What’s Bad About It?

The Nikon AF-S DX Micro NIKKOR 85mm f/3.5G ED VR has trouble with chromatic aberration. Crisscrossing branches or the edges of brightly-lit flowers exhibit unwanted colors along the edges. Correcting this will require post-production. The lens doesn’t have a focus limiter. Most macro lenses do as this speeds up focusing times. Expect hunting and slow AF speeds.

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Tech Specs
Dimensions: 2.9 x 2.9 x 3.9 in.
Weight: 12.5 oz.
Type: Macro
Focal length: 85mm
Maximum aperture: f/3.5
Minimum aperture: f/35
Minimum focus distance: 11.3 in.
Field of view: 18° 50′
Image stabilization: Yes
The Pros
Lightweight and durable
Beautiful bokeh across a wide range of aperture sizes
1:1 zoom
Works well for portrait photography
The Cons
No focus limiter
Pronounced chromatic aberration

6. Best Budget Option – Nikon AF-S DX NIKKOR 35mm f/1.8G

Nikon AF-S DX NIKKOR 35mm f/1.8GView on Amazon

Editor’s Rating: 4.2/5

Manufacturers have long since abandoned including 50mm equivalent primes with their cameras as kit lenses. Even though the standard zooms you get nowadays are useful, a prime like the Nikon AF-S DX NIKKOR 35mm f/1.8G is hard to beat. It’s fast and bright, focuses quickly without making a sound, and is very affordable as well.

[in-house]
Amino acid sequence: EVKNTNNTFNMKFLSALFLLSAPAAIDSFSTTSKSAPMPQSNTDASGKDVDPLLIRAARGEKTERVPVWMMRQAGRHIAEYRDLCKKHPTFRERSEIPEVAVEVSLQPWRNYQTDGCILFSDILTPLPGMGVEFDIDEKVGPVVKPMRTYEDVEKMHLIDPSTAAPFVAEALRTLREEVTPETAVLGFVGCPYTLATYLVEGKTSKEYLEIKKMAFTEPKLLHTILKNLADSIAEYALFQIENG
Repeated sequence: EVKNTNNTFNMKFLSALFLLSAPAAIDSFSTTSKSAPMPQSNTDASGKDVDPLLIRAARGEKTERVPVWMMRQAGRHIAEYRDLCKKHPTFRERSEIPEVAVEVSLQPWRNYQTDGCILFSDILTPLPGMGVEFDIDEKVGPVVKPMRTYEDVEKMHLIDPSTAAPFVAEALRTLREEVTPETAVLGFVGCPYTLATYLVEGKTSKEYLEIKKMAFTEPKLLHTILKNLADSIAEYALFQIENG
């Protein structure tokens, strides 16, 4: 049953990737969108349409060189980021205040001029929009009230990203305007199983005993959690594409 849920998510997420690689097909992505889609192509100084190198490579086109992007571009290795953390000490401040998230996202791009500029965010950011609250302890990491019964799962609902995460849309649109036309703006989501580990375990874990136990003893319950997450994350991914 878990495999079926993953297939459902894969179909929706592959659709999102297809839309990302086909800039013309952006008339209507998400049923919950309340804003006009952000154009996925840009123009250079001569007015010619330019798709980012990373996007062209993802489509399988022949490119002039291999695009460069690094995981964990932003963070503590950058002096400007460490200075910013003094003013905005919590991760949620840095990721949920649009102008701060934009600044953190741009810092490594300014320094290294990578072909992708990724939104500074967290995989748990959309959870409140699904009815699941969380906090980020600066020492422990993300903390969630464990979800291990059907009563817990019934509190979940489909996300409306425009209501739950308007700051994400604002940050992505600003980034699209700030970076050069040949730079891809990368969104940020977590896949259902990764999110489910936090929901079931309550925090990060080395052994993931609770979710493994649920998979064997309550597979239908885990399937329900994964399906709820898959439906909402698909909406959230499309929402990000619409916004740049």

Overview of Features

This is the smallest and lightest lens on review. Given its price and performance, it should be part of any DX owner’s travel kit. The lens isn’t as well made as more expensive options, but its hard plastic body and metal mount are a sign that Nikon maintains quality standards even at such a low price point. The focus ring is thin but has a grippy texture. It focuses independently of the camera, meaning you can adjust it while the camera is off.